The past few months have been a heart-breaking time. It's not been easy to preside over funerals during this time for a lot of reasons. The worst part is that there has been a marked increase in the number of funerals because of the pandemic. This has meant the enforcement of many changes and some very difficult times.
Here at Special Moments Celebrant, I also handle funerals and have had to deal with some of these changes. Here are my views on how funerals in the UK have gone so far. I have also included some simple steps that Celebrants often carry out to soothe loved ones during funerals.
· The Restrictions
Saying goodbye to a loved one who has passed is difficult. The restrictions in place, however, have made it even harder. For one thing, not every family could be in physical attendance. It's not been easy for families who have been affected to cope with this situation.
There is also the fact that you could even be available for the physical ceremony and unable to connect. It isn't deemed safe for you to physically comfort someone who is crying or hold their hand. It's hard to maintain the two-meter social distance required and watch your loved one break down while giving their speech. It's hard, but we've had to do it.
· The Rise in Number of Funerals
The rise in the number of deaths and funerals this year has been much due to the pandemic. We've seen the huge numbers across the screen with every COVID-19 announcement on the news. The first few months of the pandemic is when the increase in the number of funerals began. I've had to handle quite a bit myself.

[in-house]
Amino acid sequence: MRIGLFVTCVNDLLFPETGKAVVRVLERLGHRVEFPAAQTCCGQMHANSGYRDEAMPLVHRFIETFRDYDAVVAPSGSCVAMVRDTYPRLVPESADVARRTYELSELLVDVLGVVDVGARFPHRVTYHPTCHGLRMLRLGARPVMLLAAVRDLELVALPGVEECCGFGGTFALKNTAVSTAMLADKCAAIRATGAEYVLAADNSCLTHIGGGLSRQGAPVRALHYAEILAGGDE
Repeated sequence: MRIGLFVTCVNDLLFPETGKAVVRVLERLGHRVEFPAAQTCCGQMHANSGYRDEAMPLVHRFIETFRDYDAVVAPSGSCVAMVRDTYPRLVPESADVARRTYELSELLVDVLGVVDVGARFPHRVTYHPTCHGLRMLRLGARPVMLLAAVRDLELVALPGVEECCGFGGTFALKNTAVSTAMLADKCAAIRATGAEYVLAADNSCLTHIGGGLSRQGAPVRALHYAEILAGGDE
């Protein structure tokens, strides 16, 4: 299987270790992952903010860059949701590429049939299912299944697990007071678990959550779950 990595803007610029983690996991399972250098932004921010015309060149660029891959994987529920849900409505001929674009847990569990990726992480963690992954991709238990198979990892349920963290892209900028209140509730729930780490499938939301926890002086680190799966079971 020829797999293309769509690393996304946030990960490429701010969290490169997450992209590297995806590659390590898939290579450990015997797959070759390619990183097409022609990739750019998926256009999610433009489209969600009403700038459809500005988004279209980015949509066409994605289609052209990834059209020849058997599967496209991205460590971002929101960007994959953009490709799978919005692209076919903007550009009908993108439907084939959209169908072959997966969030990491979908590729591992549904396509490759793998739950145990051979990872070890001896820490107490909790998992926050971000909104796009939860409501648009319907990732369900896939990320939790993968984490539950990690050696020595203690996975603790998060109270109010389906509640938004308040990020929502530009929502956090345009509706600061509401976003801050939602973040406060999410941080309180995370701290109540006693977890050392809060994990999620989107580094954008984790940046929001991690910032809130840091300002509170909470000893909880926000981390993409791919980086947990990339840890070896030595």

The death toll is still of concern these days with rising numbers of cases. It is also going to be a thing of concern as we find ourselves approaching the winter months.
· The Role of Celebrants During the Pandemic
Before the pandemic, the role of celebrants has been about putting families at ease. We do this by creating a comfortable space for them to talk about their loved ones. Meeting with the family and talking about the person who has passed away takes tact. You have to be emphatic, sensitive, calm, and professional because they need you to get through their trauma. The pandemic has, however, caused a shift.
The funerals during this pandemic have not been the same. It is somehow more clinical, which makes it harder for the family grieving. I don't even get that chance to be there for the family like I would love to. Going to see them physically and talking about their loved one has been now out of the question, thought with social distancing all things are possible. It was during that visit time that I learn about this person over tears and laughter. I used these moments to build up to a lovely funeral service.
· Alternatives to Physical Visits